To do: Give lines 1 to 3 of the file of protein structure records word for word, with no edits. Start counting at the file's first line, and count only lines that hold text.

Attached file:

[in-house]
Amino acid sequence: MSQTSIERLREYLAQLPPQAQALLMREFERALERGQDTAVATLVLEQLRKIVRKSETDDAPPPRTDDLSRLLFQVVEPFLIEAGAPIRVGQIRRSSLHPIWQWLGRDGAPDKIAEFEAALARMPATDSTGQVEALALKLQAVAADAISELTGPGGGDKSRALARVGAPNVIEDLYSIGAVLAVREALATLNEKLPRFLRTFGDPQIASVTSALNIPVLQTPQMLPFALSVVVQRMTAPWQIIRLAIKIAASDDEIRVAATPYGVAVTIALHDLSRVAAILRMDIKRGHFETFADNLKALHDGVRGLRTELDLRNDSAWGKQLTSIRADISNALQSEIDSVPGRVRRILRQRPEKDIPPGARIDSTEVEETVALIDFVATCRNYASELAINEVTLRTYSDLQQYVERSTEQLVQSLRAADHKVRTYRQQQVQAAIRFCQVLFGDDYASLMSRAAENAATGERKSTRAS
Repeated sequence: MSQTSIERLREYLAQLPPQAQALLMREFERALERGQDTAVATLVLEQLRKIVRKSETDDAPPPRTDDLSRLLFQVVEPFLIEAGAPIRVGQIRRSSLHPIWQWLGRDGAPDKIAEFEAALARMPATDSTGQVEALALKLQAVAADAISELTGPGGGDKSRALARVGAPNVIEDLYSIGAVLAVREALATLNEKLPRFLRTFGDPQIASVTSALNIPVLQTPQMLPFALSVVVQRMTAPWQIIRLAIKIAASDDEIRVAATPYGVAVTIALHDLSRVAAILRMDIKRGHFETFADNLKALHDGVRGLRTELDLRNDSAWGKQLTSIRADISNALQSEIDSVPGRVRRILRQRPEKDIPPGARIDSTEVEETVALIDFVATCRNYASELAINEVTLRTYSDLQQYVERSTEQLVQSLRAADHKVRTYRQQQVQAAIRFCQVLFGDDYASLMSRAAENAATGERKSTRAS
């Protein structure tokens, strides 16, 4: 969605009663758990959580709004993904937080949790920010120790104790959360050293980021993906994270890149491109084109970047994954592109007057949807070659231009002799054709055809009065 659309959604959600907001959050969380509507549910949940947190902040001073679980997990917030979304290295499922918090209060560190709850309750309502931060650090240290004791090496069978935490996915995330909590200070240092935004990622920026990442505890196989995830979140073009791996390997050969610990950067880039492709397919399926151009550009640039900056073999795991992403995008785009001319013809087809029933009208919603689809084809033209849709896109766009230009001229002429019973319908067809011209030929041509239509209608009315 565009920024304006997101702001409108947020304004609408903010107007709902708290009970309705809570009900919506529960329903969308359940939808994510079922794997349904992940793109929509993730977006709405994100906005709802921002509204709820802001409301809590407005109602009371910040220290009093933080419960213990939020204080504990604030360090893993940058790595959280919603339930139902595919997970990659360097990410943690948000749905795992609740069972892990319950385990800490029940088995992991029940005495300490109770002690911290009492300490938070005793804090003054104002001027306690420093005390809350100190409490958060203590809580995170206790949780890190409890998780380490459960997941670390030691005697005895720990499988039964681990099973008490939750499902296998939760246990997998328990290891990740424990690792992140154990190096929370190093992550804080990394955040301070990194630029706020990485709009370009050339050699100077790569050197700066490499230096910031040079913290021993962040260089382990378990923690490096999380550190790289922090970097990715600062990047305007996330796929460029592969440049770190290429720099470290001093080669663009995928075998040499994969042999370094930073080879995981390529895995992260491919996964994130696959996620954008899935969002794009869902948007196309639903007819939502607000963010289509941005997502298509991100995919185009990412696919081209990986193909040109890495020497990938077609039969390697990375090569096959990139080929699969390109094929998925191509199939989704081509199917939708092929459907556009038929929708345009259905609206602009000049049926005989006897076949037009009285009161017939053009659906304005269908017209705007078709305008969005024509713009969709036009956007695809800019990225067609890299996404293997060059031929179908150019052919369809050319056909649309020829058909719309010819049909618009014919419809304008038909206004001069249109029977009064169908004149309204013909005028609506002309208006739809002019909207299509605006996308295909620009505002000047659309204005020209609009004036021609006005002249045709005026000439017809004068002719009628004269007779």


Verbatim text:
[in-house]
Amino acid sequence: MSQTSIERLREYLAQLPPQAQALLMREFERALERGQDTAVATLVLEQLRKIVRKSETDDAPPPRTDDLSRLLFQVVEPFLIEAGAPIRVGQIRRSSLHPIWQWLGRDGAPDKIAEFEAALARMPATDSTGQVEALALKLQAVAADAISELTGPGGGDKSRALARVGAPNVIEDLYSIGAVLAVREALATLNEKLPRFLRTFGDPQIASVTSALNIPVLQTPQMLPFALSVVVQRMTAPWQIIRLAIKIAASDDEIRVAATPYGVAVTIALHDLSRVAAILRMDIKRGHFETFADNLKALHDGVRGLRTELDLRNDSAWGKQLTSIRADISNALQSEIDSVPGRVRRILRQRPEKDIPPGARIDSTEVEETVALIDFVATCRNYASELAINEVTLRTYSDLQQYVERSTEQLVQSLRAADHKVRTYRQQQVQAAIRFCQVLFGDDYASLMSRAAENAATGERKSTRAS
Repeated sequence: MSQTSIERLREYLAQLPPQAQALLMREFERALERGQDTAVATLVLEQLRKIVRKSETDDAPPPRTDDLSRLLFQVVEPFLIEAGAPIRVGQIRRSSLHPIWQWLGRDGAPDKIAEFEAALARMPATDSTGQVEALALKLQAVAADAISELTGPGGGDKSRALARVGAPNVIEDLYSIGAVLAVREALATLNEKLPRFLRTFGDPQIASVTSALNIPVLQTPQMLPFALSVVVQRMTAPWQIIRLAIKIAASDDEIRVAATPYGVAVTIALHDLSRVAAILRMDIKRGHFETFADNLKALHDGVRGLRTELDLRNDSAWGKQLTSIRADISNALQSEIDSVPGRVRRILRQRPEKDIPPGARIDSTEVEETVALIDFVATCRNYASELAINEVTLRTYSDLQQYVERSTEQLVQSLRAADHKVRTYRQQQVQAAIRFCQVLFGDDYASLMSRAAENAATGERKSTRAS